Legislators are moving forward with a bill to legalize Internet gambling, with the full Assembly expected to vote on the measure Monday and the Senate possibly as early as Thursday.
At the same time, the governor, through his office, is quiet on whether he intends to sign the measure should it be approved.
Spokesman Sean Conner said Gov. Chris Christie would have no comment on the proposed legislation. Christie has vetoed similar bills in the past, citing concerns such as the proliferation of neighborhood cafes promoting Internet gambling.
New Jersey would not be the first state to legalize online gambling — Nevada and Delaware legislators recently passed similar laws — but state lawmakers said they want to be among the early adopters.
“Internet gambling is the future,” said Assemblyman John Burzichelli, D-Cumberland, Salem, Gloucester. “It’s the ultimate convenience gambling.”
A similar bill was taken up by the Legislature over the summer but languished on the floor due to concerns Christie would not sign it.
Following the November elections, lawmakers resumed work on the bill, amending the language of the bill, including setting the tax rate at 10 percent, state Sen. Jim Whelan, D-Atlantic, said.
“We think 10 percent is low enough to attract the investment,” he said.
Other language also was inserted, specifically to address Christie’s concerns regarding neighborhood gambling halls, such as fining organizations or businesses other than Atlantic City casinos $1,000 per player per day if they make their premises available for Internet gambling and $10,000 for advertising their premises for such purposes.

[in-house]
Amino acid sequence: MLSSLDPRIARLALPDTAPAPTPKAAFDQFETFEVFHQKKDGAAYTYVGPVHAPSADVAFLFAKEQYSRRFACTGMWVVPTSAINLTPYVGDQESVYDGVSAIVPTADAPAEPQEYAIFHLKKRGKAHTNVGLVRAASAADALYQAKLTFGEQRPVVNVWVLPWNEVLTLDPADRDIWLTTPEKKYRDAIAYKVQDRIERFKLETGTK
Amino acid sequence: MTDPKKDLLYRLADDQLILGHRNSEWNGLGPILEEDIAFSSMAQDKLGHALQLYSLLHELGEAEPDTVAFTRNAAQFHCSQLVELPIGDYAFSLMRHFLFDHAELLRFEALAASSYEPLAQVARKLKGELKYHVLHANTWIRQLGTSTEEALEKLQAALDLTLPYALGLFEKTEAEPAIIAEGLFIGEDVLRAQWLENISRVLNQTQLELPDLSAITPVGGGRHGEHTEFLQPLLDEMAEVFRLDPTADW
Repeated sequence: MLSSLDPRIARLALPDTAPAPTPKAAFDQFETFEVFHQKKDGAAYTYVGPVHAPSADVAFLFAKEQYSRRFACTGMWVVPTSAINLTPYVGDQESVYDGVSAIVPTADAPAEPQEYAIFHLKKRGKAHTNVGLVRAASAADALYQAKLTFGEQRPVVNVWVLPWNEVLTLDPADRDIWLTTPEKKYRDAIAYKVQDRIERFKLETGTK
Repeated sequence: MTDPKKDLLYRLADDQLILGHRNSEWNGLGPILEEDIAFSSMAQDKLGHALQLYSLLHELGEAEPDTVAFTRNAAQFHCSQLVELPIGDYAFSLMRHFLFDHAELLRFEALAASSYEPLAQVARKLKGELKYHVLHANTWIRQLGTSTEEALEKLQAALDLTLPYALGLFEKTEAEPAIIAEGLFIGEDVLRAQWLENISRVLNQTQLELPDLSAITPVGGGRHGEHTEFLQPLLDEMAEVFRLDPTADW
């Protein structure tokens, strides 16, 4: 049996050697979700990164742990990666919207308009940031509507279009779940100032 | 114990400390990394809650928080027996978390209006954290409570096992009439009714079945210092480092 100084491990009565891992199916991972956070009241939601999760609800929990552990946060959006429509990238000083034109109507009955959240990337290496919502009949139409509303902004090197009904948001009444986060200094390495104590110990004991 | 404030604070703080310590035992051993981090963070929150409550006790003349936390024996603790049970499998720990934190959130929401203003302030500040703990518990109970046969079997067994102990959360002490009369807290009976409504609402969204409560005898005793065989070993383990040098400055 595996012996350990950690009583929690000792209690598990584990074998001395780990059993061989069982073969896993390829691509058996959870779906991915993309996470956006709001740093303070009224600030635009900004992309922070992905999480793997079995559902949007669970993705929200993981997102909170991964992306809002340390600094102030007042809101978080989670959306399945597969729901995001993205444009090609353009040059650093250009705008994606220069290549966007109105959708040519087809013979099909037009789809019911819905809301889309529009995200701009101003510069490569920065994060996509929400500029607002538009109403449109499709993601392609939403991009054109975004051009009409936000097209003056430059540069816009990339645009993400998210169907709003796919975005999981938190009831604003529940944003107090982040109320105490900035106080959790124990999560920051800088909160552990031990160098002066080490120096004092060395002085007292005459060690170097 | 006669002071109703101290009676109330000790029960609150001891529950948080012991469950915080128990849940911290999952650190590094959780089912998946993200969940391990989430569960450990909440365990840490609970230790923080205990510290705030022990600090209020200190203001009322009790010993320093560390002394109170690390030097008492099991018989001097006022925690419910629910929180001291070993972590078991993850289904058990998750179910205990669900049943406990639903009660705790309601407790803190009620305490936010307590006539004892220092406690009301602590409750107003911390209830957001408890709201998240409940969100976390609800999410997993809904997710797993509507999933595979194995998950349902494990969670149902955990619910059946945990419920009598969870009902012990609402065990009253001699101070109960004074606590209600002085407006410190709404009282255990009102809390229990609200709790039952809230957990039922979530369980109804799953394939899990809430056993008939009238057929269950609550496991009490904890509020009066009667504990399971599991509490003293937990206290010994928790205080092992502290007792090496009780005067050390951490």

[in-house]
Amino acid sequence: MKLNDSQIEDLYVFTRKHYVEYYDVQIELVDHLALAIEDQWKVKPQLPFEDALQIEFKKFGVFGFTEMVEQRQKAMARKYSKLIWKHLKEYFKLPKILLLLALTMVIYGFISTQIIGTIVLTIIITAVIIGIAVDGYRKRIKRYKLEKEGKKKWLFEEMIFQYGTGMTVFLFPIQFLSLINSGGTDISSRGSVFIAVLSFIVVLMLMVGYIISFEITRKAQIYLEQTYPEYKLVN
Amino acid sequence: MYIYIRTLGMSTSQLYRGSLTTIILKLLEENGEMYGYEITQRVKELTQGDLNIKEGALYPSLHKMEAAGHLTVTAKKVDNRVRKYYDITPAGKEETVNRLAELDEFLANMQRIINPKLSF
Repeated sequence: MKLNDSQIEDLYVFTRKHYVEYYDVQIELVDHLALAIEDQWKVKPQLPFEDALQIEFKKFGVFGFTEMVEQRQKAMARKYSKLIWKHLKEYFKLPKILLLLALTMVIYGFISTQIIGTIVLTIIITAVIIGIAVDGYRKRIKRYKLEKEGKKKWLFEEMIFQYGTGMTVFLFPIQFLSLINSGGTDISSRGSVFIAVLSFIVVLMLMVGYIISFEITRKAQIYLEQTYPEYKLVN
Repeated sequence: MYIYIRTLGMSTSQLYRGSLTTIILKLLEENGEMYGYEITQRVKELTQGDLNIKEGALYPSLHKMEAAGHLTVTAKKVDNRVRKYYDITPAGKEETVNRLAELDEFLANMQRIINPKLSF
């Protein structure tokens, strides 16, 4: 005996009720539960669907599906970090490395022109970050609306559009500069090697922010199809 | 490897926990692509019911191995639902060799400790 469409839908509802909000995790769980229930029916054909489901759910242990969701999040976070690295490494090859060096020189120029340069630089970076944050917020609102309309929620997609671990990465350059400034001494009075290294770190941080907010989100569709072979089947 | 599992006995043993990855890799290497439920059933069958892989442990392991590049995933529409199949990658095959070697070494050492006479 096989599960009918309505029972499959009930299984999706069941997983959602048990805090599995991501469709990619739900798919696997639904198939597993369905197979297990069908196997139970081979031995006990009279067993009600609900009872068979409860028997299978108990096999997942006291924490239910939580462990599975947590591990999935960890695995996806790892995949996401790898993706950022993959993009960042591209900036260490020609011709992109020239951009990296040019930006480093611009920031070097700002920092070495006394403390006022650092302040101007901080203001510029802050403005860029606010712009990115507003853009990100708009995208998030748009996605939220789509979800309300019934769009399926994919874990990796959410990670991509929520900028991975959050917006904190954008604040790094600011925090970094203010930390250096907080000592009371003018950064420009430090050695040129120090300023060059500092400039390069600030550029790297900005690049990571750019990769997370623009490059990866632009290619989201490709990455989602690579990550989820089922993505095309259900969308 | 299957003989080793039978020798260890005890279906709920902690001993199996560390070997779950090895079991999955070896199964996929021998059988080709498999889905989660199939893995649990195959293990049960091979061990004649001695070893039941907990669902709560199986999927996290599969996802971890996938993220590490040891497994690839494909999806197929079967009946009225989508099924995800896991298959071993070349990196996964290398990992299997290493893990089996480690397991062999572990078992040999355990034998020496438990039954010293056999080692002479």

The bill also opens the door to offshore companies partnering with Atlantic City casinos to offer Internet gambling, directing the Division of Gaming Enforcement to consult with the U.S. Department of Justice before issuing its recommendation to the Casino Control Commission, which is responsible for licensure.
Whelan argued the provision would give regulators — not lawmakers — the discretion to conduct background checks and thoroughly research license applicants.
“I don’t have the ability or the investigatory power to go and find out what any of these companies have done overseas,” he said. “If there are significant problems (regulators) can disqualify them.”
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